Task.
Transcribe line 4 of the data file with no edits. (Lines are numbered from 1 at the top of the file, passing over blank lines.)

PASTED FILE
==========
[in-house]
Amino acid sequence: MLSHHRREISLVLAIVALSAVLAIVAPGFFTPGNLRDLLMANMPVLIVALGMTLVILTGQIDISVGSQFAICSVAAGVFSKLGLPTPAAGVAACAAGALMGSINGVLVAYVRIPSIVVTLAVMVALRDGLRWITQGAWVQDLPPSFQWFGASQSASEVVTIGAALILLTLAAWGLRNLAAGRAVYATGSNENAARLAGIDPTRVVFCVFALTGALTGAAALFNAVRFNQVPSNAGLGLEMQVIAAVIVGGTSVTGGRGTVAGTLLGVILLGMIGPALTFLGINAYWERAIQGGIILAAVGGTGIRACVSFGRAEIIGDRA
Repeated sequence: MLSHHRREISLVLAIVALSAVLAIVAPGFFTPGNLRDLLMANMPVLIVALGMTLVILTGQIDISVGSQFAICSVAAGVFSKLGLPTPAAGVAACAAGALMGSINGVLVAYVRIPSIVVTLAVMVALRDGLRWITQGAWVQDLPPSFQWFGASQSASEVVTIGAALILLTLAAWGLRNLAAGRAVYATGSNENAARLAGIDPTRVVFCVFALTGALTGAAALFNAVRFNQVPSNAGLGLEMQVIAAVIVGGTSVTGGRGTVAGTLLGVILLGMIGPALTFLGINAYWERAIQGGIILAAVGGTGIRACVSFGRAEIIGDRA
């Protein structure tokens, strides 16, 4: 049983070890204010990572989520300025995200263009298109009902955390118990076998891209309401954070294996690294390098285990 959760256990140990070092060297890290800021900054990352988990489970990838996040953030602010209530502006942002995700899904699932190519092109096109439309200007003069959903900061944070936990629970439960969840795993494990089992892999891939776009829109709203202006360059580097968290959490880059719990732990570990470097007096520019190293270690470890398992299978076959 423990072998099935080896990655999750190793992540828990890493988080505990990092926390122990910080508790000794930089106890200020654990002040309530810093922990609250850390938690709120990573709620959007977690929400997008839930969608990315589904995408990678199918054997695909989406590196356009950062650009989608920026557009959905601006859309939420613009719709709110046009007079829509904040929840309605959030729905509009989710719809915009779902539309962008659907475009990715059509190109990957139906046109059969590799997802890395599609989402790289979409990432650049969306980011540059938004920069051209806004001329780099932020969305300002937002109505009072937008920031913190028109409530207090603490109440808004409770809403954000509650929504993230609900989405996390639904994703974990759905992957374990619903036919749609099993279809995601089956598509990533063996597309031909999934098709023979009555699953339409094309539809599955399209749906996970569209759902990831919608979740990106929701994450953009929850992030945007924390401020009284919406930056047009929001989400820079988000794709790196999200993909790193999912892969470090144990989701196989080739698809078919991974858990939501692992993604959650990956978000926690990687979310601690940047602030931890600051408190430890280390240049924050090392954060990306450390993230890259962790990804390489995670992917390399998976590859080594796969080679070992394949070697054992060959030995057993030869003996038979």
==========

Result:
């Protein structure tokens, strides 16, 4: 049983070890204010990572989520300025995200263009298109009902955390118990076998891209309401954070294996690294390098285990 959760256990140990070092060297890290800021900054990352988990489970990838996040953030602010209530502006942002995700899904699932190519092109096109439309200007003069959903900061944070936990629970439960969840795993494990089992892999891939776009829109709203202006360059580097968290959490880059719990732990570990470097007096520019190293270690470890398992299978076959 423990072998099935080896990655999750190793992540828990890493988080505990990092926390122990910080508790000794930089106890200020654990002040309530810093922990609250850390938690709120990573709620959007977690929400997008839930969608990315589904995408990678199918054997695909989406590196356009950062650009989608920026557009959905601006859309939420613009719709709110046009007079829509904040929840309605959030729905509009989710719809915009779902539309962008659907475009990715059509190109990957139906046109059969590799997802890395599609989402790289979409990432650049969306980011540059938004920069051209806004001329780099932020969305300002937002109505009072937008920031913190028109409530207090603490109440808004409770809403954000509650929504993230609900989405996390639904994703974990759905992957374990619903036919749609099993279809995601089956598509990533063996597309031909999934098709023979009555699953339409094309539809599955399209749906996970569209759902990831919608979740990106929701994450953009929850992030945007924390401020009284919406930056047009929001989400820079988000794709790196999200993909790193999912892969470090144990989701196989080739698809078919991974858990939501692992993604959650990956978000926690990687979310601690940047602030931890600051408190430890280390240049924050090392954060990306450390993230890259962790990804390489995670992917390399998976590859080594796969080679070992394949070697054992060959030995057993030869003996038979």